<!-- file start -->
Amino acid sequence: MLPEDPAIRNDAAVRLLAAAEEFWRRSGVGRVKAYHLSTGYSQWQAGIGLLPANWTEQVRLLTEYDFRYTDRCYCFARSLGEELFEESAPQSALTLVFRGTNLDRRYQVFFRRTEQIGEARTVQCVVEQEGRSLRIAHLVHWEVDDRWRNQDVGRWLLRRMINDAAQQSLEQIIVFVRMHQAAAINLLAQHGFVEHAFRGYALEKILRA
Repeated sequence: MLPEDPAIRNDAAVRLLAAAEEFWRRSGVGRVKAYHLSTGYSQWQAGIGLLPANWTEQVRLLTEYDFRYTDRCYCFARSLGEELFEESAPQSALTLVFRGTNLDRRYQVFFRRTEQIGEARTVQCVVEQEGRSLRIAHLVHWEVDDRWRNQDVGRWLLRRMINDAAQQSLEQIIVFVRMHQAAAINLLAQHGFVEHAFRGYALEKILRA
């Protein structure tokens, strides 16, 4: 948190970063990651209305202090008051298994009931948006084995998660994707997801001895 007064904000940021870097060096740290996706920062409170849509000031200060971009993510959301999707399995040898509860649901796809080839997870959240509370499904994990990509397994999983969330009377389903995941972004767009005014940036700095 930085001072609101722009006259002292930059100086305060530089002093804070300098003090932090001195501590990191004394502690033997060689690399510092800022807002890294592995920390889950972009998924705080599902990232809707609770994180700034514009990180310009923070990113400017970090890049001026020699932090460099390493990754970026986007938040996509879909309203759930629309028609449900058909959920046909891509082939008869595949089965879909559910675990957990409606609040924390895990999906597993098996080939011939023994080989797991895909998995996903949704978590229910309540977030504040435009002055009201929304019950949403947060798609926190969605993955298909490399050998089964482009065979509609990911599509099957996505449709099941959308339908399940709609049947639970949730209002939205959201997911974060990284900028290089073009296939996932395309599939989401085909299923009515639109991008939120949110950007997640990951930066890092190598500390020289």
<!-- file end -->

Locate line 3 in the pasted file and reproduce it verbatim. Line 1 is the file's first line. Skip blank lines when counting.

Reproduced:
């Protein structure tokens, strides 16, 4: 948190970063990651209305202090008051298994009931948006084995998660994707997801001895 007064904000940021870097060096740290996706920062409170849509000031200060971009993510959301999707399995040898509860649901796809080839997870959240509370499904994990990509397994999983969330009377389903995941972004767009005014940036700095 930085001072609101722009006259002292930059100086305060530089002093804070300098003090932090001195501590990191004394502690033997060689690399510092800022807002890294592995920390889950972009998924705080599902990232809707609770994180700034514009990180310009923070990113400017970090890049001026020699932090460099390493990754970026986007938040996509879909309203759930629309028609449900058909959920046909891509082939008869595949089965879909559910675990957990409606609040924390895990999906597993098996080939011939023994080989797991895909998995996903949704978590229910309540977030504040435009002055009201929304019950949403947060798609926190969605993955298909490399050998089964482009065979509609990911599509099957996505449709099941959308339908399940709609049947639970949730209002939205959201997911974060990284900028290089073009296939996932395309599939989401085909299923009515639109991008939120949110950007997640990951930066890092190598500390020289």